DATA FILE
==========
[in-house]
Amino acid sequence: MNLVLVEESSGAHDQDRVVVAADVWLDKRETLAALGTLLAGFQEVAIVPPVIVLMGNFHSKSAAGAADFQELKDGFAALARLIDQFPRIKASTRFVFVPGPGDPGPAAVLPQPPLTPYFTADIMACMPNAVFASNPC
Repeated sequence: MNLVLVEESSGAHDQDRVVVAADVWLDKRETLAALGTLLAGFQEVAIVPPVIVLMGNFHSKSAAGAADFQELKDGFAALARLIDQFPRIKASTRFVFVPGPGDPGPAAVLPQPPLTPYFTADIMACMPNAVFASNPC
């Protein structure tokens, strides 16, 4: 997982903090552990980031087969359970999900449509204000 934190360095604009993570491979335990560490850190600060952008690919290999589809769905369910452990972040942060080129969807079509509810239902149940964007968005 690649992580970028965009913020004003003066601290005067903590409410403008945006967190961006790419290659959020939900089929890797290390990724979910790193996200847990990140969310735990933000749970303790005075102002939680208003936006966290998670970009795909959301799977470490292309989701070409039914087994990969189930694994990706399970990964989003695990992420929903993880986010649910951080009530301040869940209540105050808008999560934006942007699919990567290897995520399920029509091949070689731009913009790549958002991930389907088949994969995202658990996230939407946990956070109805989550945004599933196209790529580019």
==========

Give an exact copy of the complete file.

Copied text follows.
[in-house]
Amino acid sequence: MNLVLVEESSGAHDQDRVVVAADVWLDKRETLAALGTLLAGFQEVAIVPPVIVLMGNFHSKSAAGAADFQELKDGFAALARLIDQFPRIKASTRFVFVPGPGDPGPAAVLPQPPLTPYFTADIMACMPNAVFASNPC
Repeated sequence: MNLVLVEESSGAHDQDRVVVAADVWLDKRETLAALGTLLAGFQEVAIVPPVIVLMGNFHSKSAAGAADFQELKDGFAALARLIDQFPRIKASTRFVFVPGPGDPGPAAVLPQPPLTPYFTADIMACMPNAVFASNPC
């Protein structure tokens, strides 16, 4: 997982903090552990980031087969359970999900449509204000 934190360095604009993570491979335990560490850190600060952008690919290999589809769905369910452990972040942060080129969807079509509810239902149940964007968005 690649992580970028965009913020004003003066601290005067903590409410403008945006967190961006790419290659959020939900089929890797290390990724979910790193996200847990990140969310735990933000749970303790005075102002939680208003936006966290998670970009795909959301799977470490292309989701070409039914087994990969189930694994990706399970990964989003695990992420929903993880986010649910951080009530301040869940209540105050808008999560934006942007699919990567290897995520399920029509091949070689731009913009790549958002991930389907088949994969995202658990996230939407946990956070109805989550945004599933196209790529580019």